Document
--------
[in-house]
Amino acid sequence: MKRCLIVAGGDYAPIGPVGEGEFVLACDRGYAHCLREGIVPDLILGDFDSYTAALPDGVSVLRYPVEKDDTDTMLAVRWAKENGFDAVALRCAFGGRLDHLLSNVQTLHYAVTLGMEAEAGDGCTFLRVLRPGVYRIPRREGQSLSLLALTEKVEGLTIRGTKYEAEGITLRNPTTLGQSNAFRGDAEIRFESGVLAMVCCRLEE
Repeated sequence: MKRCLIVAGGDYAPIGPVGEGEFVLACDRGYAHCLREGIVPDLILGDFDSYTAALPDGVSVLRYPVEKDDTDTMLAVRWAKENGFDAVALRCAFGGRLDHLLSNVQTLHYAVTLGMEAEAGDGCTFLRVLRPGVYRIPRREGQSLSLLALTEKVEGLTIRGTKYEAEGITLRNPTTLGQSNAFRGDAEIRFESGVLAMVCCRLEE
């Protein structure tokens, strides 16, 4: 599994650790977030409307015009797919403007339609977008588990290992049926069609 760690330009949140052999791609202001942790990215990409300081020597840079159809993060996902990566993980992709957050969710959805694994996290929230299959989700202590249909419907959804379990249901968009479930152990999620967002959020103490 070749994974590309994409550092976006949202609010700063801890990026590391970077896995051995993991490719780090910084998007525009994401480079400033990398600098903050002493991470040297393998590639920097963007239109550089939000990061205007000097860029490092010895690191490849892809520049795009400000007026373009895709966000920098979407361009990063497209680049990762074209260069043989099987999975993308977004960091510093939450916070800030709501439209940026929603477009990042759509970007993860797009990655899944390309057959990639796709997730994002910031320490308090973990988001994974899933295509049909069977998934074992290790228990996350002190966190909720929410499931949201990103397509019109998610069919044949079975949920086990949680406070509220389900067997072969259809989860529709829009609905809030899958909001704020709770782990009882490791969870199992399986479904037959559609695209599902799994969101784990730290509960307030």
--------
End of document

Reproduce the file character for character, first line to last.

[in-house]
Amino acid sequence: MKRCLIVAGGDYAPIGPVGEGEFVLACDRGYAHCLREGIVPDLILGDFDSYTAALPDGVSVLRYPVEKDDTDTMLAVRWAKENGFDAVALRCAFGGRLDHLLSNVQTLHYAVTLGMEAEAGDGCTFLRVLRPGVYRIPRREGQSLSLLALTEKVEGLTIRGTKYEAEGITLRNPTTLGQSNAFRGDAEIRFESGVLAMVCCRLEE
Repeated sequence: MKRCLIVAGGDYAPIGPVGEGEFVLACDRGYAHCLREGIVPDLILGDFDSYTAALPDGVSVLRYPVEKDDTDTMLAVRWAKENGFDAVALRCAFGGRLDHLLSNVQTLHYAVTLGMEAEAGDGCTFLRVLRPGVYRIPRREGQSLSLLALTEKVEGLTIRGTKYEAEGITLRNPTTLGQSNAFRGDAEIRFESGVLAMVCCRLEE
């Protein structure tokens, strides 16, 4: 599994650790977030409307015009797919403007339609977008588990290992049926069609 760690330009949140052999791609202001942790990215990409300081020597840079159809993060996902990566993980992709957050969710959805694994996290929230299959989700202590249909419907959804379990249901968009479930152990999620967002959020103490 070749994974590309994409550092976006949202609010700063801890990026590391970077896995051995993991490719780090910084998007525009994401480079400033990398600098903050002493991470040297393998590639920097963007239109550089939000990061205007000097860029490092010895690191490849892809520049795009400000007026373009895709966000920098979407361009990063497209680049990762074209260069043989099987999975993308977004960091510093939450916070800030709501439209940026929603477009990042759509970007993860797009990655899944390309057959990639796709997730994002910031320490308090973990988001994974899933295509049909069977998934074992290790228990996350002190966190909720929410499931949201990103397509019109998610069919044949079975949920086990949680406070509220389900067997072969259809989860529709829009609905809030899958909001704020709770782990009882490791969870199992399986479904037959559609695209599902799994969101784990730290509960307030």